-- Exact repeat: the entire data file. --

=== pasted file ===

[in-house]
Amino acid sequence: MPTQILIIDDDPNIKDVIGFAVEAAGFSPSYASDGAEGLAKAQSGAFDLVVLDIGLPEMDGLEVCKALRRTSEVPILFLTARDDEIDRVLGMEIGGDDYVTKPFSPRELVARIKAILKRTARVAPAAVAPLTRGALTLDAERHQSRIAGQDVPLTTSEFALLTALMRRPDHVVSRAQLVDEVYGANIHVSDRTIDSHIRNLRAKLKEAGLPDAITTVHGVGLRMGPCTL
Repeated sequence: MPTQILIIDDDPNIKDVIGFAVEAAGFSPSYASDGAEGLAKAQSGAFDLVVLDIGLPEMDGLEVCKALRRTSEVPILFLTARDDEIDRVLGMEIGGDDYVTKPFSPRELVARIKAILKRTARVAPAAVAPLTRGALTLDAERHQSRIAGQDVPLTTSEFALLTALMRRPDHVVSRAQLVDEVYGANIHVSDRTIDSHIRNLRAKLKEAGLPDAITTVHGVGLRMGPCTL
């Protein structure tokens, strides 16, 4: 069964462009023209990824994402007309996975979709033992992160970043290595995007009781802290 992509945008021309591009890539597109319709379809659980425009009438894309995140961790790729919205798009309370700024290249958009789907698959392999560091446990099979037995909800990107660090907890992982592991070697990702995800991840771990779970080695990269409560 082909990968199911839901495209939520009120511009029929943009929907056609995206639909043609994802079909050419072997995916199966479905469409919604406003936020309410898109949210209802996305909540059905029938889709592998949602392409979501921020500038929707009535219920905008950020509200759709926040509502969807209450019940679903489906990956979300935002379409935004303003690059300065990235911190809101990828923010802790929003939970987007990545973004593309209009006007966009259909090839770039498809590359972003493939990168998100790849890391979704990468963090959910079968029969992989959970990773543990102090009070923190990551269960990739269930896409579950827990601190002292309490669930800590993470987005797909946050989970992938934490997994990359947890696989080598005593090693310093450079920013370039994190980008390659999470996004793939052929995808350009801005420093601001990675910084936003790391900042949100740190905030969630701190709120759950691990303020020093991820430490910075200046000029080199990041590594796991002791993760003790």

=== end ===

[in-house]
Amino acid sequence: MPTQILIIDDDPNIKDVIGFAVEAAGFSPSYASDGAEGLAKAQSGAFDLVVLDIGLPEMDGLEVCKALRRTSEVPILFLTARDDEIDRVLGMEIGGDDYVTKPFSPRELVARIKAILKRTARVAPAAVAPLTRGALTLDAERHQSRIAGQDVPLTTSEFALLTALMRRPDHVVSRAQLVDEVYGANIHVSDRTIDSHIRNLRAKLKEAGLPDAITTVHGVGLRMGPCTL
Repeated sequence: MPTQILIIDDDPNIKDVIGFAVEAAGFSPSYASDGAEGLAKAQSGAFDLVVLDIGLPEMDGLEVCKALRRTSEVPILFLTARDDEIDRVLGMEIGGDDYVTKPFSPRELVARIKAILKRTARVAPAAVAPLTRGALTLDAERHQSRIAGQDVPLTTSEFALLTALMRRPDHVVSRAQLVDEVYGANIHVSDRTIDSHIRNLRAKLKEAGLPDAITTVHGVGLRMGPCTL
């Protein structure tokens, strides 16, 4: 069964462009023209990824994402007309996975979709033992992160970043290595995007009781802290 992509945008021309591009890539597109319709379809659980425009009438894309995140961790790729919205798009309370700024290249958009789907698959392999560091446990099979037995909800990107660090907890992982592991070697990702995800991840771990779970080695990269409560 082909990968199911839901495209939520009120511009029929943009929907056609995206639909043609994802079909050419072997995916199966479905469409919604406003936020309410898109949210209802996305909540059905029938889709592998949602392409979501921020500038929707009535219920905008950020509200759709926040509502969807209450019940679903489906990956979300935002379409935004303003690059300065990235911190809101990828923010802790929003939970987007990545973004593309209009006007966009259909090839770039498809590359972003493939990168998100790849890391979704990468963090959910079968029969992989959970990773543990102090009070923190990551269960990739269930896409579950827990601190002292309490669930800590993470987005797909946050989970992938934490997994990359947890696989080598005593090693310093450079920013370039994190980008390659999470996004793939052929995808350009801005420093601001990675910084936003790391900042949100740190905030969630701190709120759950691990303020020093991820430490910075200046000029080199990041590594796991002791993760003790």